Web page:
But how?

Tongue assessment is a study unto itself so I won’t get into the nitty gritty of it all. But let’s talk about digestion. As Vaidya Nitin Shah, my teacher and Ayurvedic practitioner, says, “If nutrients aren’t broken down well, or if they can’t pass easily out of the end point of the digestive system (He’s talking poop here.), then bacteria and waste begin to build up towards the front end of the system (He’s talking the mouth.)” The primary indicator of difficulty in the digestive system is a coating along the tongue. No doubt you have seen it in your own mouth. Maybe you’ve tried to brush it away. There’s something that works even better – the tongue scraper!

The tongue scraper is a U-shaped tool that you run along the entire tongue, from root to tip, gently, and a number of times. They can now be found in regular drug stores, although these are usually made of stainless steel. Ayurvedic practitioners and Yoga therapists alike prefer the traditional copper tongue scraper as it is softer on the tongue and is considered to be anti-bacterial. These can sometimes be found in a South Asian grocery store. In a pinch, you can find them on Amazon. Look for a long-handled, wide U-shape, something like this. Traditionally, the tongue is scraped after brushing the teeth in the morning, as a way to wake up the digestive system and to help “get things moving”.

To clean: Wash with soap and water after every use. When the copper turns a deeper shade in colour, pour a small amount of salt into the palm of your hand (the size of a quarter, at most). Onto the salt pour vinegar or lemon/lime juice, not so much as to dissolve the salt but enough to thoroughly moisten it. Then rub the scraper with this concoction until it looks shiny and new (This takes less than 30 seconds.). Rinse and voila!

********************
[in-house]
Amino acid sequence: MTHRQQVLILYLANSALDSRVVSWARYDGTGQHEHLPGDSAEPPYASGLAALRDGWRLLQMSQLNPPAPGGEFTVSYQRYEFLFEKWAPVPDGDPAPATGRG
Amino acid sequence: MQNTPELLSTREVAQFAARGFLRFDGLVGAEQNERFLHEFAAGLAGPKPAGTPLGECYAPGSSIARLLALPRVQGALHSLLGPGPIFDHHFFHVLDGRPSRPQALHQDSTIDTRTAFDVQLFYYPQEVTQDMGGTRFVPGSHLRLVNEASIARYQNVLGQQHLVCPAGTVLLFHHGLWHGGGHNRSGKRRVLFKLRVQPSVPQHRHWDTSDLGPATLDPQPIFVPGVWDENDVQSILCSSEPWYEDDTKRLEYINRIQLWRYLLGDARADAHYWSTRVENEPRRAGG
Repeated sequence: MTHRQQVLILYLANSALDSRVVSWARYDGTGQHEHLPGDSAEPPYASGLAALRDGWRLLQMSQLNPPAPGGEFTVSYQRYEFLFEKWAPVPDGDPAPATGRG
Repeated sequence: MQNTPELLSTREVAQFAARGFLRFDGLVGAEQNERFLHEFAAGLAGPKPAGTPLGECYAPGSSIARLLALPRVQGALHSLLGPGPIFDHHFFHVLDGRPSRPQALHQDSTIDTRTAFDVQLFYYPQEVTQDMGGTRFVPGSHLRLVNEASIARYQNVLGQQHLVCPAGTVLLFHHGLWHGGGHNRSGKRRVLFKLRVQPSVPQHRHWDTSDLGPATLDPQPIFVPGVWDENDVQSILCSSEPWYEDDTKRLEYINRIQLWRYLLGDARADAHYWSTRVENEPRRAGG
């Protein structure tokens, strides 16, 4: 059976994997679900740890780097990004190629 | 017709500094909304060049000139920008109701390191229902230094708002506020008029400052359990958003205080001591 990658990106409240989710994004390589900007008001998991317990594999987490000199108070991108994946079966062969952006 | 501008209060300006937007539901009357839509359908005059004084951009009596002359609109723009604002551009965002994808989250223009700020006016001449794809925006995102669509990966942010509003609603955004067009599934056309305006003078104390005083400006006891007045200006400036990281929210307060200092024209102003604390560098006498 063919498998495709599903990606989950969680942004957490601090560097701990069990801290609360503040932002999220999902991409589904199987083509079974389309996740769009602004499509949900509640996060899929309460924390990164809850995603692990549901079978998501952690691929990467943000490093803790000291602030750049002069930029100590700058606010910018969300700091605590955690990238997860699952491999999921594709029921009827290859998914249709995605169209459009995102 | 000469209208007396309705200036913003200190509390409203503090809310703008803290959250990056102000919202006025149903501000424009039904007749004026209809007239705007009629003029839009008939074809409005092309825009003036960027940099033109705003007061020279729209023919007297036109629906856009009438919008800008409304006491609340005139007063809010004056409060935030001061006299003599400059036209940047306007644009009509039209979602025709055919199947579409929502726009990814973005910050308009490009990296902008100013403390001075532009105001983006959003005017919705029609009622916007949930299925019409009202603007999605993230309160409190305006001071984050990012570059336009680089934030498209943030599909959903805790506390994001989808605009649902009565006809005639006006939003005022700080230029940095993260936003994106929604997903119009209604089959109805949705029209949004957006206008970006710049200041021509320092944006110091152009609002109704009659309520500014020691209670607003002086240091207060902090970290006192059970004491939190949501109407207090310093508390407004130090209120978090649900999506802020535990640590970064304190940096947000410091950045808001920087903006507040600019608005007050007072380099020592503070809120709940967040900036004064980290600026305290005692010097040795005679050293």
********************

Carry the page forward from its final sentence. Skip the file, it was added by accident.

Consider this another tool to add to your healthy living toolbox. 😉 I use it every day and can honestly say that it works. I sincerely do not leave home without it.

I wish you all the best, and the cleanest tongue!


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My teacher, Ante, would speak a lot about “the drip effect”, about how one drop of water falling on stone consistently, and over time, will completely transform that stone; ie, it will bore a hole right through. That is how we see the impact of consistent practice. So often I hear, “I go to Yoga once a week but nothing happens.” Indeed. Just like doing one bicep curl a week will do nothing to change the shape and functionality of the arm.

Transformation occurs when we come to steady, consistent practice. Very few want to hear this but it’s true. Better to do 15 or 20 minutes of something most days of the week than to power through 75 minutes only once. That 15 or 20 minutes, or even 20 minutes split into two 10 minute practices, will act as the drop of water that, over time, has the potential to change everything.

Desikachar writes,

There will always be a tendency to start practice with enthusiasm and energy, and a desire for sudden results. But the continuing pressures of everyday life and the enormous resistance of the mind encourages us to succumb to human weaknesses. All this is understandable, we all have these tendencies. (Yoga Sutra 1.14) emphasizes the need to approach practice soberly with a positive, self-disciplined attitude and with a long-term view toward eventual success.

Success, however you define it, is possible. My hope is that you allow the “drip” of the practice into your life. May you be transformed in ways you never thought possible. May potential you never even knew you had come to the surface and manifest in this world.

And if you need some support getting there, I am always here. Please feel free to touch base through the Contact page.

Wishing you all the best in Life and Practice,